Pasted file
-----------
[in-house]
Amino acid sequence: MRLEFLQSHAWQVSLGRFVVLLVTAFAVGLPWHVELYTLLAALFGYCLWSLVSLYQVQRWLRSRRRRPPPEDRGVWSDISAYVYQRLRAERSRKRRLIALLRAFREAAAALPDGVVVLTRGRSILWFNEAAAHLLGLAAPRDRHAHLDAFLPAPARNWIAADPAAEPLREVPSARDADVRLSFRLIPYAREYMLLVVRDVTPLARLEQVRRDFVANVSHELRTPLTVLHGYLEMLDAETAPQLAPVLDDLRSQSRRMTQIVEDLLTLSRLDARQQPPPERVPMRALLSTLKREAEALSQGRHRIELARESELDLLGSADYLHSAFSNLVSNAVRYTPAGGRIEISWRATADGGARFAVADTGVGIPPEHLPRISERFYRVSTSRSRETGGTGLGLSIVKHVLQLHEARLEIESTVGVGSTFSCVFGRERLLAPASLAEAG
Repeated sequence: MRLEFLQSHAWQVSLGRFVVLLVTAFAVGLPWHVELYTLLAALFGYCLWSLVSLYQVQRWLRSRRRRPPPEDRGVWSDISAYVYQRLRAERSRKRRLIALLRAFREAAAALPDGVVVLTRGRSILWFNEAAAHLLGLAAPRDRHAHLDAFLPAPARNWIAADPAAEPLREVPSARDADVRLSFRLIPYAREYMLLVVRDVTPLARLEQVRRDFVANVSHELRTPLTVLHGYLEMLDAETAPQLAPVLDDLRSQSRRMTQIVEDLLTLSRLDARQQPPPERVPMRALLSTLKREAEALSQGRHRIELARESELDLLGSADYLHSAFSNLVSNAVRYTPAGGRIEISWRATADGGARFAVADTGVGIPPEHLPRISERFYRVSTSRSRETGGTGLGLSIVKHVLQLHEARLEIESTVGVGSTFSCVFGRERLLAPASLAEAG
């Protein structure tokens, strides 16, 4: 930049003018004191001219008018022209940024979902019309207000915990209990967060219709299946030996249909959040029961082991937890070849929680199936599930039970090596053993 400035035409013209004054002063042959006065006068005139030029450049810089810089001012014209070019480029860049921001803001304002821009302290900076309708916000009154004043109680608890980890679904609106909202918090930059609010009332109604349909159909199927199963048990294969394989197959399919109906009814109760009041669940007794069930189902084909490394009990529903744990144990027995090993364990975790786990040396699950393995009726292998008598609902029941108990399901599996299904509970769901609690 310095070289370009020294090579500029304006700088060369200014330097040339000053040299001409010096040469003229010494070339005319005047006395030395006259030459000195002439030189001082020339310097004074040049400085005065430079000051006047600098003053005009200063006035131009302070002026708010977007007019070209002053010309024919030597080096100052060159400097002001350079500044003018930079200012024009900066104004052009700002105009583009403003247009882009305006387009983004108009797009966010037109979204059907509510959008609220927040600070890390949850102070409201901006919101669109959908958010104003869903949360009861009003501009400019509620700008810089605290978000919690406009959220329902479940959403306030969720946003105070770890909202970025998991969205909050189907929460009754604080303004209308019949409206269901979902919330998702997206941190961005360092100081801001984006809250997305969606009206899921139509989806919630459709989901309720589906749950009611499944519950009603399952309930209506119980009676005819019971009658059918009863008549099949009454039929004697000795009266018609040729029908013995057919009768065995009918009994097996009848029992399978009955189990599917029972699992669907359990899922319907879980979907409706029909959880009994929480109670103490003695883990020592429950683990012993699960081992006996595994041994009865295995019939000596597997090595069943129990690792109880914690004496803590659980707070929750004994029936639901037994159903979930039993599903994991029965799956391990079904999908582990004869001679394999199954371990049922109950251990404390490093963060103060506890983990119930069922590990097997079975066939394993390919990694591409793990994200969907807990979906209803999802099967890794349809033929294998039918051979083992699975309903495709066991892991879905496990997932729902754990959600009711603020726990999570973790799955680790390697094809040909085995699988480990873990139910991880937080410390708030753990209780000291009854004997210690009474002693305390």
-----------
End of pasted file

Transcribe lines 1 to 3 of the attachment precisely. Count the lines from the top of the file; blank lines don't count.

[in-house]
Amino acid sequence: MRLEFLQSHAWQVSLGRFVVLLVTAFAVGLPWHVELYTLLAALFGYCLWSLVSLYQVQRWLRSRRRRPPPEDRGVWSDISAYVYQRLRAERSRKRRLIALLRAFREAAAALPDGVVVLTRGRSILWFNEAAAHLLGLAAPRDRHAHLDAFLPAPARNWIAADPAAEPLREVPSARDADVRLSFRLIPYAREYMLLVVRDVTPLARLEQVRRDFVANVSHELRTPLTVLHGYLEMLDAETAPQLAPVLDDLRSQSRRMTQIVEDLLTLSRLDARQQPPPERVPMRALLSTLKREAEALSQGRHRIELARESELDLLGSADYLHSAFSNLVSNAVRYTPAGGRIEISWRATADGGARFAVADTGVGIPPEHLPRISERFYRVSTSRSRETGGTGLGLSIVKHVLQLHEARLEIESTVGVGSTFSCVFGRERLLAPASLAEAG
Repeated sequence: MRLEFLQSHAWQVSLGRFVVLLVTAFAVGLPWHVELYTLLAALFGYCLWSLVSLYQVQRWLRSRRRRPPPEDRGVWSDISAYVYQRLRAERSRKRRLIALLRAFREAAAALPDGVVVLTRGRSILWFNEAAAHLLGLAAPRDRHAHLDAFLPAPARNWIAADPAAEPLREVPSARDADVRLSFRLIPYAREYMLLVVRDVTPLARLEQVRRDFVANVSHELRTPLTVLHGYLEMLDAETAPQLAPVLDDLRSQSRRMTQIVEDLLTLSRLDARQQPPPERVPMRALLSTLKREAEALSQGRHRIELARESELDLLGSADYLHSAFSNLVSNAVRYTPAGGRIEISWRATADGGARFAVADTGVGIPPEHLPRISERFYRVSTSRSRETGGTGLGLSIVKHVLQLHEARLEIESTVGVGSTFSCVFGRERLLAPASLAEAG